That's the correct and more importantly fair way to do it.
    Last edited: Jun 27, 2008
  8. T-MAN

    T-MAN PlowSite.com Addict
    Messages: 1,363

    Thats fine and dandy, but don't mislead your customers by telling them the fuel surcharge is a fuel surcharge. Your method would be called raising your rates and pretending its a fuel surcharge.
    Flippers method is correct for a "fuel surcharge". The hydraulic line would fall under "cost of doing business", not a "fuel surcharge".
    Last time I checked a fuel surcharge was to cover the increased cost of "fuel" ?
    If your charging exuberant percentages and pawning them off as fuel surcharges it sounds like you need to raise your rates.
    I plan to raise my rates this year as well. Salt will be increasing heavily, theres no way I can add 30-40% to those rates and pawn it off as a 'fuel surcharge".
  9. Jbowe

    Jbowe Senior Member
    Messages: 167

    Todd, no one is saying to charge 30 to 40% and then pawn it off as a fuel surcharge. One the other hand a surcharge should be enough to cover the increases we have all been experiencing. Right now here in Alaska regular unleaded is 4.49999 per gallon and deisel is puching the 5 dollar mark. Thats almost double what it was at this time last year. I just heard today that oil broke the 140.00 per barrel mark and the are projecting 200 by the end of the year. Well with that in mind we all need to rethink how we are going to be chargeing for these increases.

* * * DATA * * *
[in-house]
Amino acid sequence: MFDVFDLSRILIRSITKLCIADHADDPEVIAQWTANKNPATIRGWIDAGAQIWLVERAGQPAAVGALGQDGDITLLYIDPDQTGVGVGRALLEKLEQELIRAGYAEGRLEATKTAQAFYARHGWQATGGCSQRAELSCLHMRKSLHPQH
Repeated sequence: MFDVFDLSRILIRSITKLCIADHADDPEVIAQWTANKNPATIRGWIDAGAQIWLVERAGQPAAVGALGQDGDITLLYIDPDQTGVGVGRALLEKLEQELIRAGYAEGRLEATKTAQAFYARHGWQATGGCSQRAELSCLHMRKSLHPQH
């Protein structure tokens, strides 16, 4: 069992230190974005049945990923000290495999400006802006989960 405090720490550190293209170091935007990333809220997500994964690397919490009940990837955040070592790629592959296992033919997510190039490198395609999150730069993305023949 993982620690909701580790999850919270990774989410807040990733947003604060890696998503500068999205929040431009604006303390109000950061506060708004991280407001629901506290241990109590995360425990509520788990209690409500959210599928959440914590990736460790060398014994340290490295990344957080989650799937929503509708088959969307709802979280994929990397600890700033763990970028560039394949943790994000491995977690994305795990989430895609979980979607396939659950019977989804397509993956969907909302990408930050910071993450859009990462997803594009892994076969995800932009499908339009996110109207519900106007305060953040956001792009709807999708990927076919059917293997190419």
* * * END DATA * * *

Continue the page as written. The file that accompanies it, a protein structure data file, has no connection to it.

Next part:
10. Plowin in VT

    Plowin in VT Senior Member
    Messages: 233

    That's exactly why I started this thread. I hate it when companies charge me a fuel surcharge, however with the price of fuel being as unstable as it is, I have no idea what I'll be paying tomorrow, no less come Feb or March. I need to cover myself, and not charge too much based on "what if's".

    Has anyone done a salt surcharge due to the price fluctuations on bulk salt, or do you usually build enough profit in to cover it?

    Thanks for everyone's input!

  11. Flipper

    Flipper PlowSite.com Addict
    from CT
    Messages: 1,180

    My fuel prices are almost the same. I think I can get regular for 4.40 and diesel is around 4.90

    If you use my method you can adjust with the fuel costs throughout your whole year, still make the same profit percentage that you did when you made the contract and then adjust the price the next year. I know my snow only contracts, which I am a doing now through Nov, will see price increases, salt increases and by the time I am plowing a fuel surcharge.
  12. elite1msmith

    elite1msmith 2000 Club Member
    from chicago